Ten Human Rights Criteria for Cross Border Demands

The European Commission is slated to announce an initiative to facilitate cross-border demands for internet users’ communications content. CDT has prepared a list of human rights protections that should be built into any mechanism designed to facilitate cross-border law enforcement demands, and after the E-Evidence proposal is unveiled, we intend to grade it against this list.

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When IoT Kills: Preparing for Digital Products Liability

Today we released a paper that examines issues in product liability for Internet of Thing (IoT) devices to mark the start of a research agenda in this area. We expect that the digital technology industry is about to undergo a process of change akin to what the automobile industry experienced in the 1960s and 70s. Then, as now, insufficient security measures, dangerous design or adding-on of security features post-design were widely accepted industry practice. Those practices had to change as the perils of unsafe cars became obvious – as is increasingly the case today with IoT devices.

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DNS: Strengthening the Weakest Link in Internet Privacy

For many, the conversation about online privacy centers around a few high-profile companies, and rightly so. We consciously engage with their applications and services and want to know who else might access our information and how they might use it. But there are other, less obvious ways that accessing the World Wide Web exposes us. One such part of the web’s infrastructure, the Domain Name System (DNS), “leaks” your private information, but there are now ways to better protect your privacy and security.

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The Zuckerberg Hearings: Hits, Misses, and Unanswered Questions

The House and Senate grilled Facebook CEO Mark Zuckerberg for a total of ten hours this week, covering privacy, content policy, and election interference. The hearings didn’t reveal new information about Facebook’s practices, but they suggested that many members of Congress are ready to move on from the status quo of weak privacy protections and unfettered data collection by companies in the U.S.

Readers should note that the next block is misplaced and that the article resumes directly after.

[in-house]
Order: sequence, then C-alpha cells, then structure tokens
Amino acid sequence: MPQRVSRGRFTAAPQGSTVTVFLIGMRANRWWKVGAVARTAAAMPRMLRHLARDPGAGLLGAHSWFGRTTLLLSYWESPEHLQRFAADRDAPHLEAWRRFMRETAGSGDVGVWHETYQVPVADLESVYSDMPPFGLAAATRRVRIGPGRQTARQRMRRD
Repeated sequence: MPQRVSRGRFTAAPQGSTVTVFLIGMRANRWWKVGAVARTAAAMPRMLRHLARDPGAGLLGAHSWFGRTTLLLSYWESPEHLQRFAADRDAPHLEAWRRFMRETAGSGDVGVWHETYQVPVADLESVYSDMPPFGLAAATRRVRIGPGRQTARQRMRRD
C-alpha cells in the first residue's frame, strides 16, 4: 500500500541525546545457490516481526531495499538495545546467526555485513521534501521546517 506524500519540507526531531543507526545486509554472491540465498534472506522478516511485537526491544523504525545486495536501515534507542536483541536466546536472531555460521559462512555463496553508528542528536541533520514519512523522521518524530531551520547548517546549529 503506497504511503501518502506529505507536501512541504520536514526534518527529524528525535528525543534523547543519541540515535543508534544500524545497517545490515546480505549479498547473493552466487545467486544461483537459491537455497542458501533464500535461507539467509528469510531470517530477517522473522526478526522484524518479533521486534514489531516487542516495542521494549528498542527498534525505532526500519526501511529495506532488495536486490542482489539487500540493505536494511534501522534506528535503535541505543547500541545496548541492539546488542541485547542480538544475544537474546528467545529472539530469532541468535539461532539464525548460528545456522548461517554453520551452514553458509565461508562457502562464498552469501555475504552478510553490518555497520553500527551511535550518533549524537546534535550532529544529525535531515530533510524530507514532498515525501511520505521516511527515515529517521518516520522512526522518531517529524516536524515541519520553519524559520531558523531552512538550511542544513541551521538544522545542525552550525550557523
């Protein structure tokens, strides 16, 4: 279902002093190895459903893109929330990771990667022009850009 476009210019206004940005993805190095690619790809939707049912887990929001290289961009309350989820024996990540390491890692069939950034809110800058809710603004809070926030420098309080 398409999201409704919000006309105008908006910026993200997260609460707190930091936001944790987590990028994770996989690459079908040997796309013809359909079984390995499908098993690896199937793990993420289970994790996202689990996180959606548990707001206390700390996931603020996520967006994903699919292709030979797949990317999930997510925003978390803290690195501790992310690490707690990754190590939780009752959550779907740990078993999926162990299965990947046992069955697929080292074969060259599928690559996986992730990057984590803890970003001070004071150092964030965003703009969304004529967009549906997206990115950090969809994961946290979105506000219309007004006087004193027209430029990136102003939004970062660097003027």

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Copyright Reform: European Creators, Artists and Users Reject Upload Filtering

By now, the background to the DSM Copyright Directive is well-known. The global recording industry convinced European Commissioners about the existence of the “value gap”. The story goes that advertising-funded internet platforms that enable users to upload copyrighted content should pay record labels a larger share of their revenues. At the core, this is a commercial dispute between Youtube and a few more global content sharing platforms on one side, and on the other a handful of global record labels. However, in Article 13, the Commission proposed licensing requirements and upload filtering to give record labels more leverage in negotiations. These negotiations are by their nature confidential business discussions, and neither side discloses numbers.

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Tech Talk: What Should Congress Ask Mark Zuckerberg?

CDT’s Tech Talk is a podcast where we dish on tech and Internet policy, while also explaining what these policies mean to our daily lives. In this episode, we asked our incredible team to preview the hearings and the broader issues around the Facebook Cambridge Analytica story, and specify what they think congressmen & women should ask.

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What Congress Should Ask Mark Zuckerberg

In the coming days, Facebook CEO Mark Zuckerberg will testify before both houses of Congress about transparency and data use by his company. He will testify first at a hearing held jointly by the Senate Judiciary and Commerce committees on April 10 and then before the House Energy and Commerce Committee on April 11. CDT hopes that members of Congress will ask about Facebook’s approach and commitment to the privacy of its users, its advertising-driven business model and susceptibility to abuse, and whether the company now believes it is time to support a comprehensive privacy law in the United States.

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